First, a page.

"I felt like I'd been an island, and all of a sudden I popped my head up to be embraced by thousands of people on the lawn of Parliament House. It was – it will forever be the most significant moment of my life. Seeing that crowd and hearing them chant, 'I believe Brittany', will forever be something I'll hold dear to my heart. It gives me chills just thinking about it."
Even so, this period marked a rupture in Brittany's life. She'd arrived in Canberra two years earlier, a bright, idealistic, young communications graduate, fascinated by politics and its potential to make the world a better place. That interest in politics was inspired by her grandfather, Robert Higgins, a former mayor of the Byron Shire in northern NSW.
"Growing up, I spent a lot of time with my grandpa, that was the way we bonded," she remembers with a smile. "We'd talk about politics over a copy of The Australian, he'd think I was a crazy progressive and I'd think he was a stuck-in-his-ways old stodge. But he was definitely formative of the way I came to be in that world. I definitely looked up to him, and still do."
As the year rolled on, Sex Discrimination Commissioner Kate Jenkins delivered her Respect@Work Report, which was commissioned to some extent as a result of Brittany's courageous stand and the groundswell of support she received. The parliament passed just six of the report's 12 legislative recommendations.
Brittany, meanwhile, realised that while she might be through with parliament, she wasn't through with trying to make a difference. She decided to return to university and accepted an invitation from Julia Gillard to take up the role of Visiting Fellow at the Australian National University's Global Institute for Women's Leadership, which she sees as an immense opportunity to advocate for young women, and an unexpected honour. It was the final surprise in a year that's seen little else.
"Oh my gosh," she says, "this year has changed me fundamentally. It's challenged everything, which is good. I've been dismayed that some of my core beliefs and people who I really looked up to and wanted to be like have let me down.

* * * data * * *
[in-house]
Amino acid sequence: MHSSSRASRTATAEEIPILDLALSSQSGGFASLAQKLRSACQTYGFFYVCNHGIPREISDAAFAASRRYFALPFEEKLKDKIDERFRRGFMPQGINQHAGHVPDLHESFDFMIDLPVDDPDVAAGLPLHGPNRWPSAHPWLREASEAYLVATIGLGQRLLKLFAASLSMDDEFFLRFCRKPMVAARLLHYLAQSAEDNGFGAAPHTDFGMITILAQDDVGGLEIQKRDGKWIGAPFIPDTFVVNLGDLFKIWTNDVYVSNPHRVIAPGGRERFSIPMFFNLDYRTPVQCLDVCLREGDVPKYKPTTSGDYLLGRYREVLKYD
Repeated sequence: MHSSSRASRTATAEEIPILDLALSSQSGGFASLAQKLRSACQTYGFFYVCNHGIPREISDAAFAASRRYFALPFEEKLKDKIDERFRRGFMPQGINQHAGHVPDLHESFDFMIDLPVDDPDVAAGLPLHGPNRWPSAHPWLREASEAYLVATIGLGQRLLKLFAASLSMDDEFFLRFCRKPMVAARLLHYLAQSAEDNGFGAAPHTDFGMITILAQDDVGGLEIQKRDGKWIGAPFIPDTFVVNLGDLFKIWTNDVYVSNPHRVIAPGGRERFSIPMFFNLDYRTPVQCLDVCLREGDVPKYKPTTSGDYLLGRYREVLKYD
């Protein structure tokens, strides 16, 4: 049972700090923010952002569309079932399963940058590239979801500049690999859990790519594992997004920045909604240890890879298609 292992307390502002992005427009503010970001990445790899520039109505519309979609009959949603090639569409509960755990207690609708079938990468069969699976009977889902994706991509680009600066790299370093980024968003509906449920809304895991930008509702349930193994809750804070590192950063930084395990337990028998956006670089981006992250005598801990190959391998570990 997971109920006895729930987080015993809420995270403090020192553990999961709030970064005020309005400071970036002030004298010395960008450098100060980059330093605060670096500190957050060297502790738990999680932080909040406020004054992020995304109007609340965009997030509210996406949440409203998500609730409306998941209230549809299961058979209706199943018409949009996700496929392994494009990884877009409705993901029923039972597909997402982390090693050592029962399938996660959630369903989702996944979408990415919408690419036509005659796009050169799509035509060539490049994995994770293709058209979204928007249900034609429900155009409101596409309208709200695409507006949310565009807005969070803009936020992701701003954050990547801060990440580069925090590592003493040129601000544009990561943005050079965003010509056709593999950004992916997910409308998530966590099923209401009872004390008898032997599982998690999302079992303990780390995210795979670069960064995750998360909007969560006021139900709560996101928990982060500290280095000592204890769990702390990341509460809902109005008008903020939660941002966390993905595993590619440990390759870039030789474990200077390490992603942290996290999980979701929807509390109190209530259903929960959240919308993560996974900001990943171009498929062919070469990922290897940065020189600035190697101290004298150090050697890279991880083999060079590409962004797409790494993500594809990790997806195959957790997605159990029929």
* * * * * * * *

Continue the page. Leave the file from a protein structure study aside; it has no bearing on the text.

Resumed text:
"On the other hand, I've been embraced by so many others and on the whole, I've been so touched by the kindness of strangers, essentially. That's really carried me through this year, which has been pretty difficult. I've had people come out of the woodwork who I never would have imagined to be a friend, and that's been really beautiful."
Brittany has also signed a contract with Penguin Random House to write her memoir, a daunting task, but she's excited about it. "I want to show that an individual voice can make a difference," she says, still with a genuine bright-eyed optimism.
"I've been so inspired by the power of disclosure. If you really open up, and you're willing to speak ... sometimes it can make a world of difference. Often, we feel so insignificant and powerless but I think all of us matter and sometimes you can break through. It's a story of the power of connection – that's the story I want to tell. I want it to be a story of triumph and women coming together."
If you or someone you know has been affected by any of the issues raised in this article, help is always available. Call 1800 RESPECT on 1800 737 732 or Lifeline on 13 11 14.
You can read this story and many others in our Christmas Issue of The Australian Women's Weekly - on sale now.
- PuzzlesThe Australian Women's Weekly February Issue Online Entry